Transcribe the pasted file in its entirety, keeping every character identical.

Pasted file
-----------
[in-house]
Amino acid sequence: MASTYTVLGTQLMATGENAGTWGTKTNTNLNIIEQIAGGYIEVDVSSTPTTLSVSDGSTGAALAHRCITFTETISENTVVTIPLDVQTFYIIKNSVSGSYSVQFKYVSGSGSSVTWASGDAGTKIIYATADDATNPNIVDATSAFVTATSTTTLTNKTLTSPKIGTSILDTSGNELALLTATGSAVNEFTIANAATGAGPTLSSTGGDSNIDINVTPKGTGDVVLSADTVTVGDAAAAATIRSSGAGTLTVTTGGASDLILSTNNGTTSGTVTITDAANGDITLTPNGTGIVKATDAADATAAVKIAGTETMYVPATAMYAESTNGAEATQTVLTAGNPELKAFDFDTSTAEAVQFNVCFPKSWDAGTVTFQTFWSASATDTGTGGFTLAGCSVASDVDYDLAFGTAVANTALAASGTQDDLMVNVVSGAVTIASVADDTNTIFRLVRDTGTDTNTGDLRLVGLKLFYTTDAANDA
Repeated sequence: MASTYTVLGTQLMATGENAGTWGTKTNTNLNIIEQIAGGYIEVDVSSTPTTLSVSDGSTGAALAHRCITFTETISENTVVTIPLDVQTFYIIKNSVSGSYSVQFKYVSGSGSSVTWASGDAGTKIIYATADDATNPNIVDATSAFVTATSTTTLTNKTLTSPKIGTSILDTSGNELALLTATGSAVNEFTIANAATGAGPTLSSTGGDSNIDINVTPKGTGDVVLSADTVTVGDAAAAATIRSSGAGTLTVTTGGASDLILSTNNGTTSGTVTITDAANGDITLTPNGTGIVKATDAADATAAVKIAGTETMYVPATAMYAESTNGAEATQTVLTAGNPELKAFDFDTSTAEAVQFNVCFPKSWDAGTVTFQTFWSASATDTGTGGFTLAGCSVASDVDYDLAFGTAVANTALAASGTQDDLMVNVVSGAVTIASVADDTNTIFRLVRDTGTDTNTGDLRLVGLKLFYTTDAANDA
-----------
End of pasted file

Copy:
[in-house]
Amino acid sequence: MASTYTVLGTQLMATGENAGTWGTKTNTNLNIIEQIAGGYIEVDVSSTPTTLSVSDGSTGAALAHRCITFTETISENTVVTIPLDVQTFYIIKNSVSGSYSVQFKYVSGSGSSVTWASGDAGTKIIYATADDATNPNIVDATSAFVTATSTTTLTNKTLTSPKIGTSILDTSGNELALLTATGSAVNEFTIANAATGAGPTLSSTGGDSNIDINVTPKGTGDVVLSADTVTVGDAAAAATIRSSGAGTLTVTTGGASDLILSTNNGTTSGTVTITDAANGDITLTPNGTGIVKATDAADATAAVKIAGTETMYVPATAMYAESTNGAEATQTVLTAGNPELKAFDFDTSTAEAVQFNVCFPKSWDAGTVTFQTFWSASATDTGTGGFTLAGCSVASDVDYDLAFGTAVANTALAASGTQDDLMVNVVSGAVTIASVADDTNTIFRLVRDTGTDTNTGDLRLVGLKLFYTTDAANDA
Repeated sequence: MASTYTVLGTQLMATGENAGTWGTKTNTNLNIIEQIAGGYIEVDVSSTPTTLSVSDGSTGAALAHRCITFTETISENTVVTIPLDVQTFYIIKNSVSGSYSVQFKYVSGSGSSVTWASGDAGTKIIYATADDATNPNIVDATSAFVTATSTTTLTNKTLTSPKIGTSILDTSGNELALLTATGSAVNEFTIANAATGAGPTLSSTGGDSNIDINVTPKGTGDVVLSADTVTVGDAAAAATIRSSGAGTLTVTTGGASDLILSTNNGTTSGTVTITDAANGDITLTPNGTGIVKATDAADATAAVKIAGTETMYVPATAMYAESTNGAEATQTVLTAGNPELKAFDFDTSTAEAVQFNVCFPKSWDAGTVTFQTFWSASATDTGTGGFTLAGCSVASDVDYDLAFGTAVANTALAASGTQDDLMVNVVSGAVTIASVADDTNTIFRLVRDTGTDTNTGDLRLVGLKLFYTTDAANDA